The role of poly(aspartic acid) in the precipitation of calcium phosphate in confinement†
Many questions remain regarding the formation of ultrathin hydroxapatite (HAP) crystals within the confines of collagen fibrils of bones. These structures form through the interplay of the collagen matrix and non-collagenous proteins, and in vitro mineralization studies employing poly(aspartic acid) (PAsp) as a mimic of the non-collagenous proteins have generated mineralized fibrils with structures comparable to their biogenic counterparts. In this article, we employ the nanoscale cylindrical pores perforating track-etch filtration membranes to investigate the role of PAsp in controlling the infiltration and crystallization of calcium phosphate (CaP) within confined volumes. Oriented polycrystalline HAP and non-oriented octacalcium phosphate (OCP) rods precipitated within the membrane pores via an amorphous calcium phosphate (ACP) precursor, where PAsp increased the proportion of OCP rods. Further, ACP crystallized faster within the membranes than in bulk solution when PAsp was present, suggesting that PAsp inhibits crystallization in solution, but promotes it when bound to a substrate. Finally, in contrast to the collagen system, PAsp reduced the yield of intra-membrane mineral and failed to enhance infiltration. This suggests that a specific interaction between the collagen matrix and ACP/PAsp precursor particles drives effective infiltration. Thus, while orientation of HAP crystals can be achieved by confinement alone, the chemistry of the collagen matrix is necessary for efficient mineralisation with CaP.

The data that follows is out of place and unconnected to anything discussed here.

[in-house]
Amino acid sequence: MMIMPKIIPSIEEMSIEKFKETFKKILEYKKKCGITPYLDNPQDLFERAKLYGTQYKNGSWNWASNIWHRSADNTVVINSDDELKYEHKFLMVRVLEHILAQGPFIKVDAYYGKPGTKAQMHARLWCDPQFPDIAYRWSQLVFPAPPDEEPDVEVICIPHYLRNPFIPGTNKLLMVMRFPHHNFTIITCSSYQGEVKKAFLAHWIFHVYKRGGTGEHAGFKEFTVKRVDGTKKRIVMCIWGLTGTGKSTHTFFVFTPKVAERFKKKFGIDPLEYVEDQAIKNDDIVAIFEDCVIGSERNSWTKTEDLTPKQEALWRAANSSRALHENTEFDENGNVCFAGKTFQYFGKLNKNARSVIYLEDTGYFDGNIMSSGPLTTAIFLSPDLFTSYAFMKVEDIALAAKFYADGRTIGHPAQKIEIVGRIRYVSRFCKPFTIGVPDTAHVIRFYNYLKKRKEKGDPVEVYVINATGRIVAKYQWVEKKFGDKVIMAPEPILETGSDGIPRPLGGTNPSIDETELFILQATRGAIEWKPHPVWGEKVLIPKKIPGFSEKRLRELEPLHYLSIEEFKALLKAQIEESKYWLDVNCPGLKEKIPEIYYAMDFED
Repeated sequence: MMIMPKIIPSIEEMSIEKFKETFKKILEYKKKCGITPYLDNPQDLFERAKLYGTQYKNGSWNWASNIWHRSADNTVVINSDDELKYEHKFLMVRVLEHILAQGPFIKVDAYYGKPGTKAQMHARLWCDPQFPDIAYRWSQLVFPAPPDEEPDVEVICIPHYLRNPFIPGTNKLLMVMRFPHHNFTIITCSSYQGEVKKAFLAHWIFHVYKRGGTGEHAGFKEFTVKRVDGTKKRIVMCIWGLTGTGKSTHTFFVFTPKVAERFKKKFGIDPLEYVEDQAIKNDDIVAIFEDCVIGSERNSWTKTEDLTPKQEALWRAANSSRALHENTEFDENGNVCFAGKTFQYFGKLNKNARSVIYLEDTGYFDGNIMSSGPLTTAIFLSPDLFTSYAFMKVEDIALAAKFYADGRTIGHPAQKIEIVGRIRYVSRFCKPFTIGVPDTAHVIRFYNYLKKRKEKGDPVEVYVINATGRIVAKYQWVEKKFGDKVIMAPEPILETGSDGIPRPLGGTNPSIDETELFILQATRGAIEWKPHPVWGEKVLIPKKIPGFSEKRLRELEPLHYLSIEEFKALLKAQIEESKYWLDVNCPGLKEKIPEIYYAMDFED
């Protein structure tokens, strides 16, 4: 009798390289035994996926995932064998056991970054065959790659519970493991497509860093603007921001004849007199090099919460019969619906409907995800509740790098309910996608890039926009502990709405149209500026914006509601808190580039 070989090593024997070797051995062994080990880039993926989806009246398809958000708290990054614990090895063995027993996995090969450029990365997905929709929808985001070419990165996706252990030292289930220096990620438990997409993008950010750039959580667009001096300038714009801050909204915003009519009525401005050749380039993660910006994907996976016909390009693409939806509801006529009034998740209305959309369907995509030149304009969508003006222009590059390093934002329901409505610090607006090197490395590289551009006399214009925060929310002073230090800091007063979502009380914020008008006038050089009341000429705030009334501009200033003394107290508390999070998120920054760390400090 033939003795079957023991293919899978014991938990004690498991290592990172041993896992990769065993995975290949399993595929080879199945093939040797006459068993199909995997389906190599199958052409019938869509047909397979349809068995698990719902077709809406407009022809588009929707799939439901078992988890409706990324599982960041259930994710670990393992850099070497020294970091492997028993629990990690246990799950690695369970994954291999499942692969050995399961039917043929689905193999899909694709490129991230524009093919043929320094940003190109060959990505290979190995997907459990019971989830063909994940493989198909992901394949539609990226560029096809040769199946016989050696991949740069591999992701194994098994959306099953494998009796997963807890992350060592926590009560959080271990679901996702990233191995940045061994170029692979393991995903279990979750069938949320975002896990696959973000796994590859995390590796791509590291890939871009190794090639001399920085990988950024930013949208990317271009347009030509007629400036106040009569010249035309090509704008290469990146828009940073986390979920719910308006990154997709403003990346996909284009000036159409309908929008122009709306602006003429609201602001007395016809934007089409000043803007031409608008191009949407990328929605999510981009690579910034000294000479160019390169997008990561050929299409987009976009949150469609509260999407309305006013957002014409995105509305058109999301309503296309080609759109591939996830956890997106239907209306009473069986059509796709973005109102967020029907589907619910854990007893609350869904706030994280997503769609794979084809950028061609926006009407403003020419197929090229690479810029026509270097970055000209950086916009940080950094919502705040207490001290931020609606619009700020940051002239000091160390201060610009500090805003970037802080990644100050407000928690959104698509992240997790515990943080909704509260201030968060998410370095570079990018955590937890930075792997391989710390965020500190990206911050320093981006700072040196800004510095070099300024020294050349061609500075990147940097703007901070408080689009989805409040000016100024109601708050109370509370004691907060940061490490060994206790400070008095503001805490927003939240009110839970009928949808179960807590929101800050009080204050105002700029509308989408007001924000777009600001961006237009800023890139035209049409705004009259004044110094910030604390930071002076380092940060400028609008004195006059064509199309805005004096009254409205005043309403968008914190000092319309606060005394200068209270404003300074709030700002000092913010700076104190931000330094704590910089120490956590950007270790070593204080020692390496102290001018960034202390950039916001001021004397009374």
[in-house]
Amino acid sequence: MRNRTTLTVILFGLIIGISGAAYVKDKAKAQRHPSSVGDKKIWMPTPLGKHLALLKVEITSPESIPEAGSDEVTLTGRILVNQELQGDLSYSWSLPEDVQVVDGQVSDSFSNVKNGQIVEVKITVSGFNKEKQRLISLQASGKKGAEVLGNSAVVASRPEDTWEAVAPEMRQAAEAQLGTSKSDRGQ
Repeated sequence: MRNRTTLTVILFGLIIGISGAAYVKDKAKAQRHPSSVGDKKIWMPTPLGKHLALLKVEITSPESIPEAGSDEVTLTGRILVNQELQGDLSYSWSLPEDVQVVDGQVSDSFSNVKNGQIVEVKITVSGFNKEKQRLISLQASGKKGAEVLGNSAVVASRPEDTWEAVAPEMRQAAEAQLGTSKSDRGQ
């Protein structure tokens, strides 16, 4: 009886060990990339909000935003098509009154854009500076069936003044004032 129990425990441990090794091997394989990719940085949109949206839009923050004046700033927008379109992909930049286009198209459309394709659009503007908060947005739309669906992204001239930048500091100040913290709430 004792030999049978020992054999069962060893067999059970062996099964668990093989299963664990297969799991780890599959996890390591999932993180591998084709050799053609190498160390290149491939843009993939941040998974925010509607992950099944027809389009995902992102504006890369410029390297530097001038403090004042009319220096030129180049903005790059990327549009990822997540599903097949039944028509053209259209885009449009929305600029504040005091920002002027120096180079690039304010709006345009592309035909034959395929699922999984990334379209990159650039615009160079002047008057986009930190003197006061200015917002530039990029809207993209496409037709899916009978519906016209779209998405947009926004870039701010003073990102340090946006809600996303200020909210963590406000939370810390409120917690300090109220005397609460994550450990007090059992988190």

- This article is part of the themed collection: 2013 Journal of Materials Chemistry B Hot Papers